Hi, in my book there are two capacitor plates distance x apart (they are kept connected to a constant voltage source). These plates are moved apart to distance 3x. In order to find the work done to move the capacitors apart (using W=F dl=QE dl), my book takes the charge Q of one plate and electric field felt on that one plate and integrates it from x to 3x. Why can't we take the take the charge and electric field felt on both plates and integrate half the distance of x to 3x?
Okay, how would I set up the integration of both plates? My book says the Q on one plate is [itex]\frac{\epsilon_0 A V}{L}[/itex] and the electric field felt on that one plate is [itex]\frac{V}{2L}[/itex] how would I change these to be both plates?
The only thing that would change would be your variable of integration. Since you want to move each plate half the distance, for each plate the position y would relate to the distance between them by L = 2y. Then just integrate from y = x/2 to y = 3x/2. You'll need to multiply your answer by 2, of course. Compare that to just moving one plate (like in your book). In that case y would be the total distance, so L = y. And you'd integrate from y = x to y = 3x. (And not multiply by 2.) Each method should give the same answer for the work done.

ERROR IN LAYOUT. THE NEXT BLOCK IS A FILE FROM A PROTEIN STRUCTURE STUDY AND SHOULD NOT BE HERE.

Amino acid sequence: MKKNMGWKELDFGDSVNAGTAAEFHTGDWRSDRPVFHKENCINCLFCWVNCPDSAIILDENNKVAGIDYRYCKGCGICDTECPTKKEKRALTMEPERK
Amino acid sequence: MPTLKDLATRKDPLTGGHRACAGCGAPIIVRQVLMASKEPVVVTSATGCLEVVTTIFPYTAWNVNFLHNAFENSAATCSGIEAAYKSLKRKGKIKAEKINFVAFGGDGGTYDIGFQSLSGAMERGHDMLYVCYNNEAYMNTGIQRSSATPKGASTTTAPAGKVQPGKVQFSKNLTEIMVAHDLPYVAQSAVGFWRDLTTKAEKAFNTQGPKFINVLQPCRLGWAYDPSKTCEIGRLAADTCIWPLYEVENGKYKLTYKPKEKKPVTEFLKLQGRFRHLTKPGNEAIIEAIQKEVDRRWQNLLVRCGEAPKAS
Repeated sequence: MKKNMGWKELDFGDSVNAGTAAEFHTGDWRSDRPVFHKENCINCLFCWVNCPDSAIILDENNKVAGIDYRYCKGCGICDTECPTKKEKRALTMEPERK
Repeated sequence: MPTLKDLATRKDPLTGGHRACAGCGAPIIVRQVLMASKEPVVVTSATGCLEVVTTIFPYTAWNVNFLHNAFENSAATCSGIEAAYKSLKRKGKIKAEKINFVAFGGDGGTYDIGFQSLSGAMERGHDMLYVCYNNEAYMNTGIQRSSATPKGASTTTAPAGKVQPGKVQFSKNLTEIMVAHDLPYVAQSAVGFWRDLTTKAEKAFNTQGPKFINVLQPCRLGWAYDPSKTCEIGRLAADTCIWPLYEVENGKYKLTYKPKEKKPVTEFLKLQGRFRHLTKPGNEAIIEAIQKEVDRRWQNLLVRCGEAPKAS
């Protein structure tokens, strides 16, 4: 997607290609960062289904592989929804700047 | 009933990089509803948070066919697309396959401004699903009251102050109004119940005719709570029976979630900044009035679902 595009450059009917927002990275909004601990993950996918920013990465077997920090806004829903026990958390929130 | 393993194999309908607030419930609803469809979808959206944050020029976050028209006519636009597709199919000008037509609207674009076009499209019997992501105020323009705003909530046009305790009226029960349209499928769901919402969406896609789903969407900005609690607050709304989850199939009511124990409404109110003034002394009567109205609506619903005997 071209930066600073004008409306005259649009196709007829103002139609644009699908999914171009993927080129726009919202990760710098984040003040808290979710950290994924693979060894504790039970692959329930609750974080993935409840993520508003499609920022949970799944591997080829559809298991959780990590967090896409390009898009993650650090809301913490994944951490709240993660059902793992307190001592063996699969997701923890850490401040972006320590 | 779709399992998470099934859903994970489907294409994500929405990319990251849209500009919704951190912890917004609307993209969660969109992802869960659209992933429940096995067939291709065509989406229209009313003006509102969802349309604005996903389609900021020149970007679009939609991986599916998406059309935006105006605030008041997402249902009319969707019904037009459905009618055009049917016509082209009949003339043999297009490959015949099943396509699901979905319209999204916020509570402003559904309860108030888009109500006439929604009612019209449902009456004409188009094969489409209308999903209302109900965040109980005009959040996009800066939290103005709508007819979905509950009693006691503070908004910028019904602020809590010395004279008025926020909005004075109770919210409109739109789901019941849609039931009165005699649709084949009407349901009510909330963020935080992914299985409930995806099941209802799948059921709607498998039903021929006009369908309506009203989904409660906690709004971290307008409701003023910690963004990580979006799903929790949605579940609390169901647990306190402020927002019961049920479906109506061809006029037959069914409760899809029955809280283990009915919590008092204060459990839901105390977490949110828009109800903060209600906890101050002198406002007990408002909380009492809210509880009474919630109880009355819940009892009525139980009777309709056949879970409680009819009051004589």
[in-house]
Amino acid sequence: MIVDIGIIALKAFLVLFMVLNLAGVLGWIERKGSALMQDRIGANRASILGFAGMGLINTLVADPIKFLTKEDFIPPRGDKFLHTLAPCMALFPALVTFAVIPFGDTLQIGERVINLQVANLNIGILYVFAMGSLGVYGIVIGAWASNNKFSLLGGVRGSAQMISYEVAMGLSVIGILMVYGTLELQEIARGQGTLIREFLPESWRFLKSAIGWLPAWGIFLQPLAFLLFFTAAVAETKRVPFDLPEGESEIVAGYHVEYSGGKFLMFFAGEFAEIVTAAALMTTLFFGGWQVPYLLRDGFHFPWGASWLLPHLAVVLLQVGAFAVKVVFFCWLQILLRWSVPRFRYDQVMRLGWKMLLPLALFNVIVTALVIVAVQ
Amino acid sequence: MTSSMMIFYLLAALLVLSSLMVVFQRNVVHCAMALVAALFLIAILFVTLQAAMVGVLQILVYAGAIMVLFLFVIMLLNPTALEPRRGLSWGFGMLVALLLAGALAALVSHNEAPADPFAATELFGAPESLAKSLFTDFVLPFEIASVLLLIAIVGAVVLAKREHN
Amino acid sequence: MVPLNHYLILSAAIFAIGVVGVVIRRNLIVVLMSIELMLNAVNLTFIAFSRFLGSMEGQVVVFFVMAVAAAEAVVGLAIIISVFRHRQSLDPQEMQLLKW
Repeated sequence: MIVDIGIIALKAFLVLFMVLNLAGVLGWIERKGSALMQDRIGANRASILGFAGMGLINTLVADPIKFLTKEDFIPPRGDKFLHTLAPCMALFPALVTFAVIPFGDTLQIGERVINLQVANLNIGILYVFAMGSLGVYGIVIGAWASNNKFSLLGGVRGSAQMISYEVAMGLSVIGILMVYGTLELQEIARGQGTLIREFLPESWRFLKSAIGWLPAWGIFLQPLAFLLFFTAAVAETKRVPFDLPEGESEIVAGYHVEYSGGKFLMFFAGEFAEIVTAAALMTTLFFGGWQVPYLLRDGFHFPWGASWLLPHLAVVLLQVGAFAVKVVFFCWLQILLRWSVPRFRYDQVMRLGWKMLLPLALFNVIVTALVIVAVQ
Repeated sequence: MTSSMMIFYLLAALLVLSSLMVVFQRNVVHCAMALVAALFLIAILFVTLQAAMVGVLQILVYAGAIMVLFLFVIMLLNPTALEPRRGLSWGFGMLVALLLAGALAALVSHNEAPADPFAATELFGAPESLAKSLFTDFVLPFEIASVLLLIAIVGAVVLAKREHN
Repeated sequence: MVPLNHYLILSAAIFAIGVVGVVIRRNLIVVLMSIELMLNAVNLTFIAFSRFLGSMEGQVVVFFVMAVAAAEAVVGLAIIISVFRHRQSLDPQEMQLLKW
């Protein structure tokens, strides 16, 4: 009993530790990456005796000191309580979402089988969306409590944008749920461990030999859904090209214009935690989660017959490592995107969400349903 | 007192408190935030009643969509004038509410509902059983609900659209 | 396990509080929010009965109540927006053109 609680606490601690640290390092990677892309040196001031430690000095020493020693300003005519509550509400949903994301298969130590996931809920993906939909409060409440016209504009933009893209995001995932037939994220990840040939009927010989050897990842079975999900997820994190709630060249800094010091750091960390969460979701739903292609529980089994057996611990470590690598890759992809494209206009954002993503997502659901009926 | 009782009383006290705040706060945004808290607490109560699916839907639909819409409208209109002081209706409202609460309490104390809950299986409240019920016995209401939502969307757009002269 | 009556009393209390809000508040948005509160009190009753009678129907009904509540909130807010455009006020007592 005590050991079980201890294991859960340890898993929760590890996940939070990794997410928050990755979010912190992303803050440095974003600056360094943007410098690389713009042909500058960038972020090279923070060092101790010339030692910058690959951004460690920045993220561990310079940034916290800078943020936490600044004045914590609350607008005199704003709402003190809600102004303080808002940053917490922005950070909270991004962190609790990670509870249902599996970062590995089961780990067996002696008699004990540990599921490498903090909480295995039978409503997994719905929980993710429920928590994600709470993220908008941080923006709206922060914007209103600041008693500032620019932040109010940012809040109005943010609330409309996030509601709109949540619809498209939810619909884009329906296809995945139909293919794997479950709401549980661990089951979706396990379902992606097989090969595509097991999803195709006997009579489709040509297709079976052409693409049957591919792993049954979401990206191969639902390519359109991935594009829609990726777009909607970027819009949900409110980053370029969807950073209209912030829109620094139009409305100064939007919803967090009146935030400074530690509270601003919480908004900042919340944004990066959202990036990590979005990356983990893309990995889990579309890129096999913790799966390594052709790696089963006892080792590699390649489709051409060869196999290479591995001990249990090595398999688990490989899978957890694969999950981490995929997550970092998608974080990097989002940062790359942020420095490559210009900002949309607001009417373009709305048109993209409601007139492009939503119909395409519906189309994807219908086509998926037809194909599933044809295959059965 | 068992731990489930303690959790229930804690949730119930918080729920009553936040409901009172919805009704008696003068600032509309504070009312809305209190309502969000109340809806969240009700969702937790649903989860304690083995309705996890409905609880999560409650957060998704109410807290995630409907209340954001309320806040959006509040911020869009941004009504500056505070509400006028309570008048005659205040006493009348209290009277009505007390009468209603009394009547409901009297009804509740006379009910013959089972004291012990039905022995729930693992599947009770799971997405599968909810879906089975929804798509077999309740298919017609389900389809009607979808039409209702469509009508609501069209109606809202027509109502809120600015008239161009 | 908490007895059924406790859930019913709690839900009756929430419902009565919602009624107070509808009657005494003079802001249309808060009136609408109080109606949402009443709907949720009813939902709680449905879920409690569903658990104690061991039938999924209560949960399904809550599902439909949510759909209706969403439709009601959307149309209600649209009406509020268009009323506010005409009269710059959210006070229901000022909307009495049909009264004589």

Oh, I see. You have to focus on one plate. There is no possible way to calculate work done on both plates at once? Is that because the Q between them both is 0?
I'm not sure what you mean. You are calculating the work done on both plates--it's the same on both so that's why you multiply by 2.
What I meant is that is there a way to calculate the total work done without multiplying by two? Or can we only calculate the work on one plate and have to double it.
Yep. But since the two plates experience the same force and movement, why not take advantage of symmetry?